the primacy of the oral language before the necessity for literacy
skills come in. There is absolutely no understanding of this at
all. I think training qualifications need to actually take much
more thought and requirement of developmental norms and should
be much more structurally based on theoretical theories.
194. I am really keen to understand why we do
so badly at tests at nine compared to other countries, not just
Hungary and Flemish Belgium, but a whole series of other countries,
if one looks at the tables. I am also aware of other orthodox
ideas coming into medicine and medicine then saying, "Well,
prove it", but not really necessarily proving it, like this
in rats, it is really the evidence coming from the exam results
and the test results. Firstly, can you let me know how this trial
is going and when it will report in the Sheffield DfEE trial that
you talked about? Secondly, can you explain what they do in Scandinavia
and why they are actually getting better results than this country,
and that is not, presumably, the Central European lot?
(Mr Mills) No it is not. Again, I think if you look
at Scandinavia, they get the early education bit right, they do
not push kids, they do impress differences, but they take that
approach right through the education system. If you go to Denmark
you will see some very good early years provision, but if you
look at successful countries in education terms it seems that
they take the first seven or eight years pretty gently and they
are doing a lot of very subtle things through play. At about seven
or eight they begin to put the pressure on kids and they really
start pushing them very hard. That would seem to be the optimum
education system for getting high performance, so that if you
look at the Scandinavian countries they do not do as well as the
Central European ones, but they are going for social cohesion
to compress these differences between people for social reasons.
It is perfectly valid for them to do that, it is education for
a slightly different purpose. If we want to maximize educational
outcomes, then the Central European rather than the Scandinavian
model seems to me to be the one that is of the most interest.
It may be, as a country, that we should go to the Scandinavian
model, which is trying to compress differences. It is a choice
we have to take as a society.
195. But in terms of the Sheffield study, when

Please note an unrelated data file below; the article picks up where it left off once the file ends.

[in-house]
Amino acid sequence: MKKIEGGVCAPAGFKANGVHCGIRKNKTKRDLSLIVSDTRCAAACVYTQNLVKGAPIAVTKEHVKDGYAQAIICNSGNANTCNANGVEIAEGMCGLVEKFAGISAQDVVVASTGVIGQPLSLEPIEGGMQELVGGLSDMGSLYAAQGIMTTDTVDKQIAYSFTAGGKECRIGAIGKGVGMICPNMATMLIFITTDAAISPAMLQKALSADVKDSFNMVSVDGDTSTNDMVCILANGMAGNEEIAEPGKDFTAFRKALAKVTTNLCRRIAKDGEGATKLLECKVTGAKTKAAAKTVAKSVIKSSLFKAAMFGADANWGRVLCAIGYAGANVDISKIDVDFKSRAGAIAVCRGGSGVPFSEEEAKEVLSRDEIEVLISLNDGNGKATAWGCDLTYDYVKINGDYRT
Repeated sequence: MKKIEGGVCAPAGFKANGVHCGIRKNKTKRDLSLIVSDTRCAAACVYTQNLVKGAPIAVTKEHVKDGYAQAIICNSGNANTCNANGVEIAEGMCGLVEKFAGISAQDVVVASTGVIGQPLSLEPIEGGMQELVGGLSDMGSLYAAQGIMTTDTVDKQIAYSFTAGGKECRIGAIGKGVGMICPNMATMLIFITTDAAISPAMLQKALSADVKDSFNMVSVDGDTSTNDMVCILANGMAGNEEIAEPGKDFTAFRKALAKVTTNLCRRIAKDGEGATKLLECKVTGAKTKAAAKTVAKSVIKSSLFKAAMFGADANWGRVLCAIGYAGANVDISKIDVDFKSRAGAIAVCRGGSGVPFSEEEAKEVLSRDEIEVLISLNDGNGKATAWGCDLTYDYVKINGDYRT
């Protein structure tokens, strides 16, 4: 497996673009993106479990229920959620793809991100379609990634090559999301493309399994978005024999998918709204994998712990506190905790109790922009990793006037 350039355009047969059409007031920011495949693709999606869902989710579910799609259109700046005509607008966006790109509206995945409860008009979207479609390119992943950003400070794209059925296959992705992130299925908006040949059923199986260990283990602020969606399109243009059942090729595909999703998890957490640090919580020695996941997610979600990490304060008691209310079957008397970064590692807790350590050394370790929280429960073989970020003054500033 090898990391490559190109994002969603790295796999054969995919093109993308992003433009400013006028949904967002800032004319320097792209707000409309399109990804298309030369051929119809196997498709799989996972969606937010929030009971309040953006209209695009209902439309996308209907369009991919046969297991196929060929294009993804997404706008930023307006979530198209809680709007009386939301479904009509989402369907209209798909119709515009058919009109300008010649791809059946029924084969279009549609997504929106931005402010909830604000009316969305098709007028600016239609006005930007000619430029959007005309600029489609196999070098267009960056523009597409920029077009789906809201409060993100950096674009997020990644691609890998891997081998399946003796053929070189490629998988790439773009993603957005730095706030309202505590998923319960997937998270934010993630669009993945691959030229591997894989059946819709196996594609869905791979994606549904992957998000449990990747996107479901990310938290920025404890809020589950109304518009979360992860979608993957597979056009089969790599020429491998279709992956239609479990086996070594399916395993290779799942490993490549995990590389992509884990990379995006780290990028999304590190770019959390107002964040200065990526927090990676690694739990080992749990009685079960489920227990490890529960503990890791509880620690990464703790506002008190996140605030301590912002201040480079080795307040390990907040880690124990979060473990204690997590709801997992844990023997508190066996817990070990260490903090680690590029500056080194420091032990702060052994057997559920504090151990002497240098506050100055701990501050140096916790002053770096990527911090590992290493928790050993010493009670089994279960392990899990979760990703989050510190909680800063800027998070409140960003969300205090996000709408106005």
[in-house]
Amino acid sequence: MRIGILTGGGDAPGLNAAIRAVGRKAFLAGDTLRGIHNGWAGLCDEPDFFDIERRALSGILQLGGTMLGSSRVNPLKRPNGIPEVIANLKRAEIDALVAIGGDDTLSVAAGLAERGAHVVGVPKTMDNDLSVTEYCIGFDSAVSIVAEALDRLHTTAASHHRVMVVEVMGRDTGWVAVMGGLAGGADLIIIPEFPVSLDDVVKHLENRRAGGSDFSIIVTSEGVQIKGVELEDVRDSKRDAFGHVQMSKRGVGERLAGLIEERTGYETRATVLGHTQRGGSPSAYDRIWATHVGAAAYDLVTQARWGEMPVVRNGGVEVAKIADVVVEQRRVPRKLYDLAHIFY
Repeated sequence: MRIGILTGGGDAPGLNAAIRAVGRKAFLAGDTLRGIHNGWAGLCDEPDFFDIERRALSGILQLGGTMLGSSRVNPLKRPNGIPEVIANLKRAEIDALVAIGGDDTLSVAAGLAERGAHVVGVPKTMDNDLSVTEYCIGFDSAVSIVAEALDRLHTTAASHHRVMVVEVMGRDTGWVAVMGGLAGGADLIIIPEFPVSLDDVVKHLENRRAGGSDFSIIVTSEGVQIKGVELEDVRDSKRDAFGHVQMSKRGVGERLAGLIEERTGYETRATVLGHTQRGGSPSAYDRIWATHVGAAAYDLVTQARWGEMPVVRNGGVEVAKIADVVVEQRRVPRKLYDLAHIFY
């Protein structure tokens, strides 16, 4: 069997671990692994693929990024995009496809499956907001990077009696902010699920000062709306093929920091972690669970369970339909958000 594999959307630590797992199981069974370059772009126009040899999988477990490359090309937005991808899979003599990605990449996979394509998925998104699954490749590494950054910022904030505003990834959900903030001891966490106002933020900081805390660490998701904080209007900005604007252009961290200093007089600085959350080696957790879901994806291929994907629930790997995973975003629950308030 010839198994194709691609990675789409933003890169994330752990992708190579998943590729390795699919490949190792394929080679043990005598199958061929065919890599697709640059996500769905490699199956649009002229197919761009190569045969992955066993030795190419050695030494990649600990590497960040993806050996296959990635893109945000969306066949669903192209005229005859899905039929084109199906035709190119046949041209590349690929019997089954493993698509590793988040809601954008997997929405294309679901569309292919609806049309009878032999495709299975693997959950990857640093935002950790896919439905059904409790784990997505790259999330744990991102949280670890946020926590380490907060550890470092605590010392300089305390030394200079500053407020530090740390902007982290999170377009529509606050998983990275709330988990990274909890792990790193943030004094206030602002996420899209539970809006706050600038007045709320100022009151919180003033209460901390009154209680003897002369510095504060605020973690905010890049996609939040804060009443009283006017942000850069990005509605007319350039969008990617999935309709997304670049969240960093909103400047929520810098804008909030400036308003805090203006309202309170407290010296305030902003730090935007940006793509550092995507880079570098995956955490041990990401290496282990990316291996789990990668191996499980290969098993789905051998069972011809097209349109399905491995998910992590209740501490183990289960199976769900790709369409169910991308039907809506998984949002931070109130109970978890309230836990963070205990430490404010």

is that going to (Mr Mills) It is staggering what
they are finding. Let me just tell you, it is frightening. They
have done baseline assessments on 195 children in four nurseries
in an industrial area of a white working class area, and of those
childrenagain, this goes to the heart of the problem that
we are facingI think 85 per cent of them were intellectually
impaired. 60 per cent of the girls at three and 80 per cent of
the boys were severely linguistically delayed, and yet because
of OFSTED and the pressure, nursery teachers are frantic to teach
these children, and there is terrifying environmental damage.
There is also evidence from at least one of the schools involved
that their SATS results in literacy are declining. One just wonders
what is happening that this can happen in David Blunkett's own
constituency without any understanding of what is going on. The
worst thing, of course, is that you now have inherited intellectual
deprivation. One of the great problems is that many of the staff
in these nurseries have actually come from this intellectually
deprived background themselves and have great difficulty with
the linguistic concepts and understanding.
196. Are you doing a comparative trial? Are
you taking hundreds of children and doing it your way and hundreds
doing it the other way and comparing them later? That would be
(Mr Mills) That is the intention. It has not been
funded sufficiently. We managed to get a bit of funding from British
Telecom to get something moving and there is a question that if
they are going to help they have to make that decision. If they
can continue that, then it will be a very important project.
Chairman: You have given us much food for thought,
David and Clare. Thank you very much for your evidence, and we
hope that you will manage to engage them soon. Thank you.